Happy 100th Birthday Kirk Douglas: THE BAD AND THE BEAUTIFUL (MGM 1952)

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Today is the 100th birthday of movie legend Kirk Douglas! Like Olivia de Havilland earlier this year, Kirk is one of the last living Golden Age greats. Bursting onto the screen in film noir classics like THE STRANGE LOVES OF MARTHA IVERS and OUT OF THE PAST , he first received top billing in the 1949 boxing noir CHAMPION, earning an Oscar nomination for his performance. Later, Kirk starred in some of the best films Hollywood has to offer: ACE IN THE HOLE, 20,000 LEAGUES UNDER THE SEA , LUST FOR LIFE (his second Oscar nom, though he never won the statue), PATHS OF GLORY, SPARTACUS, LONELY ARE THE BRAVE. One of my personal favorites is 1952’s THE BAD AND THE BEAUTIFUL.

One of those Hollywood movies about making Hollywood movies, THE BAD AND THE BEAUTIFUL is expertly directed by insider Vincent Minnelli, who knew this material like the back of his hand. Aided tremendously by DP Robert Surtees’s  B&W  photography, with a fine score by David Raskin, Minnelli directs Charles Schnee’s roman a clef screenplay about an ambitious producer who’ll stop at nothing to get his artistic vision onscreen. Classic film fans will have a blast figuring out just who is based on who, some obvious, others not.

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Movie star Georgia Lorrison, director Fred Amiel, and writer James Lee Bartlow have all turned down former mega-producer Jonathan Shields’ request to participate in his comeback film. All three are summoned to the office of studio exec Harry Pebbel (Walter Pidgeon  ), who knows why the trio hate Shields so much. Flashbacks tell us each of their tales, beginning with Amiel (Barry Sullivan), who was an “AD on Poverty Row” making “four-day quickies” when he first encountered Shields. Jonathan’s father was a former studio chief who was so hated by Tinseltown the son had to hire mourners for dad’s funeral, including Amiel. Determined to restore the Shields name to its former glory, the pair begin producing and directing low-budget “B’s” for Pebbel. Given a script for a horror shocker called “Doom of the Cat-Men”, they turn an average potboiler into a masterpiece of quiet terror, and the movie becomes a surprise hit. When Pebbel wants a sequel, Shields pushes to make Fred’s adaptation of the book “The Far Away Mountain”, asking for a million dollar budget. He secures the services of Latin heartthrob Victor ‘Gaucho’ Ribera (Gilbert Roland, basically playing himself), and gets his wish- but there’s a catch. Shields hires big-name German director Von Ellstein, leaving poor Fred out of the picture.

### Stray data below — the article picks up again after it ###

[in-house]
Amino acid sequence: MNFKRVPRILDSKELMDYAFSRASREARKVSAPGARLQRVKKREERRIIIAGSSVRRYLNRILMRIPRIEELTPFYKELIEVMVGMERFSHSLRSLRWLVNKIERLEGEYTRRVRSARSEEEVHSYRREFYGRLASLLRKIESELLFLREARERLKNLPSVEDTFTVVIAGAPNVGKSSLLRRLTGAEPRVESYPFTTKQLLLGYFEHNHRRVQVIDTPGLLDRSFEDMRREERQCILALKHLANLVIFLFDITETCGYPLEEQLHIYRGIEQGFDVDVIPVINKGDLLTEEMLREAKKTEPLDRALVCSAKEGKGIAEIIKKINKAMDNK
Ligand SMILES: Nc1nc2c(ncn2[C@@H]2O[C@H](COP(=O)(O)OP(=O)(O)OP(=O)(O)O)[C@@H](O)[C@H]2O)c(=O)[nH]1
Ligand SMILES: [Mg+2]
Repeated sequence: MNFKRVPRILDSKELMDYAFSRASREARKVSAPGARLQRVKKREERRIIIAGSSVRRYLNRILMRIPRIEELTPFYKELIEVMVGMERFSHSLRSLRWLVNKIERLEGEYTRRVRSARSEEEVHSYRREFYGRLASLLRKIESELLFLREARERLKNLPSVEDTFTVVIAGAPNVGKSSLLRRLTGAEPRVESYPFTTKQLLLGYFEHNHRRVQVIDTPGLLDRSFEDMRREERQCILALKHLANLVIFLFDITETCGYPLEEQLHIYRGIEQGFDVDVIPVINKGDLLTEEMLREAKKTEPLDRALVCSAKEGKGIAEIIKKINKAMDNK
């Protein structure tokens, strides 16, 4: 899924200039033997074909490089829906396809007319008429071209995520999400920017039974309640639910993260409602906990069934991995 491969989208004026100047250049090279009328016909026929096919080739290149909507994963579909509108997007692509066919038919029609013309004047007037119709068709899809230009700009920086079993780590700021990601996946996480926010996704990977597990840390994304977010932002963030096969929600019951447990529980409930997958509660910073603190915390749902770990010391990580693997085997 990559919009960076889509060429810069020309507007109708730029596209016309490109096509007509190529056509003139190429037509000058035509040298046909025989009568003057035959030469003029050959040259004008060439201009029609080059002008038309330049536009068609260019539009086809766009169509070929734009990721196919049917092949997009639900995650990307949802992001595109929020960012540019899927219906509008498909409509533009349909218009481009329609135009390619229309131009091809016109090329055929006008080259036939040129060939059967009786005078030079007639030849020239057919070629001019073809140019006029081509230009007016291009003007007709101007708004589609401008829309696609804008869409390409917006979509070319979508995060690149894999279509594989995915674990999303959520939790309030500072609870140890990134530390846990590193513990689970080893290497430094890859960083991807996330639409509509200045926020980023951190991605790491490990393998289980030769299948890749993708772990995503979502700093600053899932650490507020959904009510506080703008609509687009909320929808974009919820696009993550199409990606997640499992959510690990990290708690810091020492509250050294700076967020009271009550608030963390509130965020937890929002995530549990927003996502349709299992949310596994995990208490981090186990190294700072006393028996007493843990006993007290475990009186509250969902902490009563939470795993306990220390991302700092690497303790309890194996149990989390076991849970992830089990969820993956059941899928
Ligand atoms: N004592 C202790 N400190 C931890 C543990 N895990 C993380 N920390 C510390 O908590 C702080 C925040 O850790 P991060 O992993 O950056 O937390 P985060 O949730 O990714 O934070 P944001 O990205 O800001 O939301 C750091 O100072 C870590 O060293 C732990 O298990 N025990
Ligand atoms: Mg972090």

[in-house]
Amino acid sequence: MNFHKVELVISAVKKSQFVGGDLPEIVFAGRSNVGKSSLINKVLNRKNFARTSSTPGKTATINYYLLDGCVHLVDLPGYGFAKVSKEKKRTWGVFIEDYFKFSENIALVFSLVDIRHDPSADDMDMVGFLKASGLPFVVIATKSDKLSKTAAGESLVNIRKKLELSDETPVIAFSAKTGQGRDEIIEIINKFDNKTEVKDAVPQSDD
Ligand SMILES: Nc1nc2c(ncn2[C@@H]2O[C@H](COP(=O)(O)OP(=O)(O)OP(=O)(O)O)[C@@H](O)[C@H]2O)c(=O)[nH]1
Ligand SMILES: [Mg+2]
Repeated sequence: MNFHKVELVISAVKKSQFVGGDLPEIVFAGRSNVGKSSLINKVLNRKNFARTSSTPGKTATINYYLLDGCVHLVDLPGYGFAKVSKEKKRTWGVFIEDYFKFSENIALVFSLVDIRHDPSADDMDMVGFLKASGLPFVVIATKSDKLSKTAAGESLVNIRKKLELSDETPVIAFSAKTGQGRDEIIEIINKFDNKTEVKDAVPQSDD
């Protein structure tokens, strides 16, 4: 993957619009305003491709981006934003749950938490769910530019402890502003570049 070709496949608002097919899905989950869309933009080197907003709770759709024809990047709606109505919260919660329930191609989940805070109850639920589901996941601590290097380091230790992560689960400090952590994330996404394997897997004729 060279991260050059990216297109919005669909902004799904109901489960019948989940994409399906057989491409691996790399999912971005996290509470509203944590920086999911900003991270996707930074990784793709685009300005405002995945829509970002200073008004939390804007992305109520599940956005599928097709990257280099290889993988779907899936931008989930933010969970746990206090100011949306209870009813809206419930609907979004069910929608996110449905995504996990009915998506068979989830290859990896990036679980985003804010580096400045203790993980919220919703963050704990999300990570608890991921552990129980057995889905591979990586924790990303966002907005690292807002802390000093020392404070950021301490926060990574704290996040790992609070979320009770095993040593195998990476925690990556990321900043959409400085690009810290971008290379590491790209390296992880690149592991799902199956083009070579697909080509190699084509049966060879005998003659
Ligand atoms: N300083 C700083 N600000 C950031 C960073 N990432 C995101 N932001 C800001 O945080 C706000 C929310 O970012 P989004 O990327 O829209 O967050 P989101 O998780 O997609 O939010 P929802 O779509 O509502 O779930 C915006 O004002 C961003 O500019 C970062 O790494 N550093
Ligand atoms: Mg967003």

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Next up is Georgia, daughter of the late matinée idol George Lorrison, who Jonathan knew back in the day. Georgia is played by Lana Turner, and she’s absolutely fabulous! The movie star’s daughter is a hot mess, a boozer and a “tramp” with suicidal tendencies working as an extra, but Shields is determined to make her a star. Her insecurities cause Georgia to get smashed and almost stop production on his latest epic, and Shields confronts the drunk and self-pitying Georgia in her apartment, a scene that’s pure Hollywood dynamite! When she confesses her love for him, Jonathan strings her along to get the performance he wants out of her. The preview is another hit for Shields, but he doesn’t show up for the celebration. Georgia leaves the party and drives to Shields’ mansion, catching him dallying with extra Lila (Elaine Stewart). Heartbroken, Georgia flees in tears, vowing never to have anything to do with the man who made her a star again. This is without a doubt my favorite segment of the movie, and Kirk and Lana are terrific together!